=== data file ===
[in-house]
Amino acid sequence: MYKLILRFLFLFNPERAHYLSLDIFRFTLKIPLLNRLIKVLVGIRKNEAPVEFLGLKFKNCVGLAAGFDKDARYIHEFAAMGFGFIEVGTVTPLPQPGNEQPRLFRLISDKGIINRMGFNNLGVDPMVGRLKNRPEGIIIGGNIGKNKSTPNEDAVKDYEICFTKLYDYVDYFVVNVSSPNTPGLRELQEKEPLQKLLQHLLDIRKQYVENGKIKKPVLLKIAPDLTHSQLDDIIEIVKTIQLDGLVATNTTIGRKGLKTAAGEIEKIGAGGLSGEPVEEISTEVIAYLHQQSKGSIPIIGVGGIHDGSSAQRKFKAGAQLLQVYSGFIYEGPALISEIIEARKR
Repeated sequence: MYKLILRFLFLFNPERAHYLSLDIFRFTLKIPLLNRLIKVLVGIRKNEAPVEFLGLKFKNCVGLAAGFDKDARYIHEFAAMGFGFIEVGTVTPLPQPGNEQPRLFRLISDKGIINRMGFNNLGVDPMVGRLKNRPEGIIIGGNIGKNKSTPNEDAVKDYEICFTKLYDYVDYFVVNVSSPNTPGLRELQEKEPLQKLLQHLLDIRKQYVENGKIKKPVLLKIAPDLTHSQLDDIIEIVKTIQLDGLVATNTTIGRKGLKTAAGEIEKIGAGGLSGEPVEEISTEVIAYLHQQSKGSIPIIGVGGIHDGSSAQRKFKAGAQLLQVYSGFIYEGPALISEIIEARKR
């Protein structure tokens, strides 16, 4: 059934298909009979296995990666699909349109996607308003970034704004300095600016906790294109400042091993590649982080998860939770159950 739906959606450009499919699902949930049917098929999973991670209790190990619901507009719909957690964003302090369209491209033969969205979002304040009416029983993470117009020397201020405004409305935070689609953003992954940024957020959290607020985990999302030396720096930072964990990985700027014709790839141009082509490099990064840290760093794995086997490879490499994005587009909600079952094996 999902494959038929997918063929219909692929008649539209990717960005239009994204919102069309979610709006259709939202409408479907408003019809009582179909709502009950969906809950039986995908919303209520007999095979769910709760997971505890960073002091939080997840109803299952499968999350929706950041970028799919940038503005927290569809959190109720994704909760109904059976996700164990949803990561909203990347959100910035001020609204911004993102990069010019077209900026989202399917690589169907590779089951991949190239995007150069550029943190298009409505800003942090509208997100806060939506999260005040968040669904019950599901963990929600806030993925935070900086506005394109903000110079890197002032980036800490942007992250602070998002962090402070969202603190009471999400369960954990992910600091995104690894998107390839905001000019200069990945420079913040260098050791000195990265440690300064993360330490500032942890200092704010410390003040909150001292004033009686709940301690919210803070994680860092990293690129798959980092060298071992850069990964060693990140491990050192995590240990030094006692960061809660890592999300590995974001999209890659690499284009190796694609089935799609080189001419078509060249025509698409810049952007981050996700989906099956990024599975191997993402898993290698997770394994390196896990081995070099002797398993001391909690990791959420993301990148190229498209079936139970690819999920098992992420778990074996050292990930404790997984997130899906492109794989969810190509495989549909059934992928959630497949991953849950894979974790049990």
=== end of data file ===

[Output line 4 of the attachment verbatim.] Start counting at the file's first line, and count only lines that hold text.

């Protein structure tokens, strides 16, 4: 059934298909009979296995990666699909349109996607308003970034704004300095600016906790294109400042091993590649982080998860939770159950 739906959606450009499919699902949930049917098929999973991670209790190990619901507009719909957690964003302090369209491209033969969205979002304040009416029983993470117009020397201020405004409305935070689609953003992954940024957020959290607020985990999302030396720096930072964990990985700027014709790839141009082509490099990064840290760093794995086997490879490499994005587009909600079952094996 999902494959038929997918063929219909692929008649539209990717960005239009994204919102069309979610709006259709939202409408479907408003019809009582179909709502009950969906809950039986995908919303209520007999095979769910709760997971505890960073002091939080997840109803299952499968999350929706950041970028799919940038503005927290569809959190109720994704909760109904059976996700164990949803990561909203990347959100910035001020609204911004993102990069010019077209900026989202399917690589169907590779089951991949190239995007150069550029943190298009409505800003942090509208997100806060939506999260005040968040669904019950599901963990929600806030993925935070900086506005394109903000110079890197002032980036800490942007992250602070998002962090402070969202603190009471999400369960954990992910600091995104690894998107390839905001000019200069990945420079913040260098050791000195990265440690300064993360330490500032942890200092704010410390003040909150001292004033009686709940301690919210803070994680860092990293690129798959980092060298071992850069990964060693990140491990050192995590240990030094006692960061809660890592999300590995974001999209890659690499284009190796694609089935799609080189001419078509060249025509698409810049952007981050996700989906099956990024599975191997993402898993290698997770394994390196896990081995070099002797398993001391909690990791959420993301990148190229498209079936139970690819999920098992992420778990074996050292990930404790997984997130899906492109794989969810190509495989549909059934992928959630497949991953849950894979974790049990």